Over this past summer, China’s Boyang Jin was excited to learn that the Chinese Skating Association decided to move him up to the senior circuit and assign him to two senior Grand Prix (GP): Cup of China and NHK Trophy.
In order to compete against the top skaters in the world, Jin and his coaching team soon established a strategy, which was to keep both his short and long programs from last season while upgrading the difficulty of the layouts and polishing his footwork. They also added Jin’s biggest weapon—the quadruple Lutz—into both routines.
Jin first tested out the plan at the qualification competition for the Chinese National Winter Games in September. At the event, he stunned the Chinese audience by landing all of the six quads planned in his two programs, including two in combination. After the event, the home crowd placed more expectation on him to perform well at future international competitions, and the reigning Chinese national champion did not disappoint.
On November 6, at the Capital Stadium in Beijing, China, Jin made his official debut on the international senior circuit. Skating to the music of “Tango Amore,” the 18-year-old opened his short program by beautifully landing a huge quad Lutz-triple toe, and then followed up by nailing a triple Axel and a quad toe, executing all level four spins and steps. The home crowd erupted when Jin’s score of 90.05 points was announced. However, Jin himself was not 100 percent satisfied.
“The landing of the triple Axel and the quad toe were a bit shaky, which I can do better in training,” explained the student of Zhaoxiao Xu and Caishu Fu. “This was my first time competing in the senior Grand Prix, and I was skating in front of the home audience, so I felt a bit more nervous than I usually do. Anyway, I think I performed almost everything I could do.”
In the free skate in second place, despite a fall on the following quad Salchow and some weak landings, the Harbin native executed every other planned difficult element including a colossal quad Lutz and another two quad toes. He was rewarded 171.18 for the free program, and placed second behind reigning world champion, Javier Fernandez of Spain.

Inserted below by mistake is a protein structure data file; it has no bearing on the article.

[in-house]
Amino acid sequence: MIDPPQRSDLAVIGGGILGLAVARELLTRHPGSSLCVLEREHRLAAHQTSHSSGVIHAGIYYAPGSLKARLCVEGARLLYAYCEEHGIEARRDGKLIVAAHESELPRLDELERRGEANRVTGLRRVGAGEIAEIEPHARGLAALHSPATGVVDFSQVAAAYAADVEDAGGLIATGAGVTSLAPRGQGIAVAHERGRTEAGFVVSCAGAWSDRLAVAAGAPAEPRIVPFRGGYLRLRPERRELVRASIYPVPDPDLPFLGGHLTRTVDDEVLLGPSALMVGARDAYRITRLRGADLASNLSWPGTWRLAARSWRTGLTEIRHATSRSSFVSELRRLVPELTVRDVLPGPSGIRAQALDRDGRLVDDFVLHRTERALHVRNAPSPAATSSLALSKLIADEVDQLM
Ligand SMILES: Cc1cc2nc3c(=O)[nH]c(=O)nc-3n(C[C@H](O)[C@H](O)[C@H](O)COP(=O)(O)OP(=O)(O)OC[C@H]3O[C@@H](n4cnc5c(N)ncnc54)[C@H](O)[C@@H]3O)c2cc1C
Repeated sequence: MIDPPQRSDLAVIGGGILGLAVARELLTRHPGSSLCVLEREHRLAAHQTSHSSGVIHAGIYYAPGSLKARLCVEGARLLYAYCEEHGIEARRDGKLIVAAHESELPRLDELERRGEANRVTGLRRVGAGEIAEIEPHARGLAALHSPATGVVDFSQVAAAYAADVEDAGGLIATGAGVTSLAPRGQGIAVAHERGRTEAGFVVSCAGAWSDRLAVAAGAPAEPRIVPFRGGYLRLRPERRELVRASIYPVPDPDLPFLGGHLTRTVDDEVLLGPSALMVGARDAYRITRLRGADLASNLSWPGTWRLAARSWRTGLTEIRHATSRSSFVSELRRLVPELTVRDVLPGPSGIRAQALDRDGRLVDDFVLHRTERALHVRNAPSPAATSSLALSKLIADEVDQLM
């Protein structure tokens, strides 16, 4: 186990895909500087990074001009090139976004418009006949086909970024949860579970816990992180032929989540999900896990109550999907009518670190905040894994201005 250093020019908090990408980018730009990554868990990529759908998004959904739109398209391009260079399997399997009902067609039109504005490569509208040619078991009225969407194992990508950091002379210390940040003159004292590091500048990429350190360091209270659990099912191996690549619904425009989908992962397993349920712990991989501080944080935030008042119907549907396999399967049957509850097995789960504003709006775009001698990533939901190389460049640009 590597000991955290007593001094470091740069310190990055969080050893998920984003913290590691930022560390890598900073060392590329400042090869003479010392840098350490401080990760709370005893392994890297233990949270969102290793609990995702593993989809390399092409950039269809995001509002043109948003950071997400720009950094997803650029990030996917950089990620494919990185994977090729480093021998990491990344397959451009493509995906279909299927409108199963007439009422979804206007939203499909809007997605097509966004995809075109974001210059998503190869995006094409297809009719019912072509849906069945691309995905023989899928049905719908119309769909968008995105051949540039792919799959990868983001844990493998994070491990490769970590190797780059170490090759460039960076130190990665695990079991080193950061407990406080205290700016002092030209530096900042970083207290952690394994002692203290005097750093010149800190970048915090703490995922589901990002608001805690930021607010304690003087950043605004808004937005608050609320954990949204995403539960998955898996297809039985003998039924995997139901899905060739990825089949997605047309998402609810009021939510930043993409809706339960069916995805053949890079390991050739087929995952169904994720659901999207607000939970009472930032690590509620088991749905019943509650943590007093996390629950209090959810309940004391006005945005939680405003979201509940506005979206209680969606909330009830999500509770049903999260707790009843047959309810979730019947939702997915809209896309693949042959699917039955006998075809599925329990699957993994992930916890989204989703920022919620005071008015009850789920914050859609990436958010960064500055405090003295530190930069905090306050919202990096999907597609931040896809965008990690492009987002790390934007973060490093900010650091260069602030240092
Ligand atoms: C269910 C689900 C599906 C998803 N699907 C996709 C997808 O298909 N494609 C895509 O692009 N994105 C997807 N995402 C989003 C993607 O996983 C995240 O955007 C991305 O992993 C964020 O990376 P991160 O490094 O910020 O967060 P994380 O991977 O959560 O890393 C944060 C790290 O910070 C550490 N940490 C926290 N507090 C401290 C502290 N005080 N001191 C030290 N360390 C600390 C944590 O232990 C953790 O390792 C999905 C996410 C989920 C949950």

The new Cup of China silver medalist was no completely satisfied with his performance.
“I think I only performed 60 to 70 percent of what I can do,” said the 2015 World Junior silver medalist. “I look forward to improving my consistency through upcoming competitions, and making progress step by step.”
Three weeks later in Nagano, Japan, he again delivered a close to flawless short program at the NHK Trophy, and refreshed his personal best by 95.64 points. The next day, Jin once again challenged the four-quad long program, but this time he popped a quad toe into a double and stumbled in a few other jumps. Nevertheless, the 170.79 points he received were good enough to put him in second place in the segment and the event overall, behind Olympic champion Yuzuru Hanyu who smashed the records in both segments.
With two silver medals from the GP events, the three-time Junior Grand Prix (JGP) Finalist made it to the senior Final held in Barcelona, Spain, in the second week of December. There, Jin finished third in the short program, but a fall on the solo triple Axel and a few other shaking landings, as well as some signs of exhaustion in performance, were only able to put him in fifth place in the free skate and overall in a highly competitive field.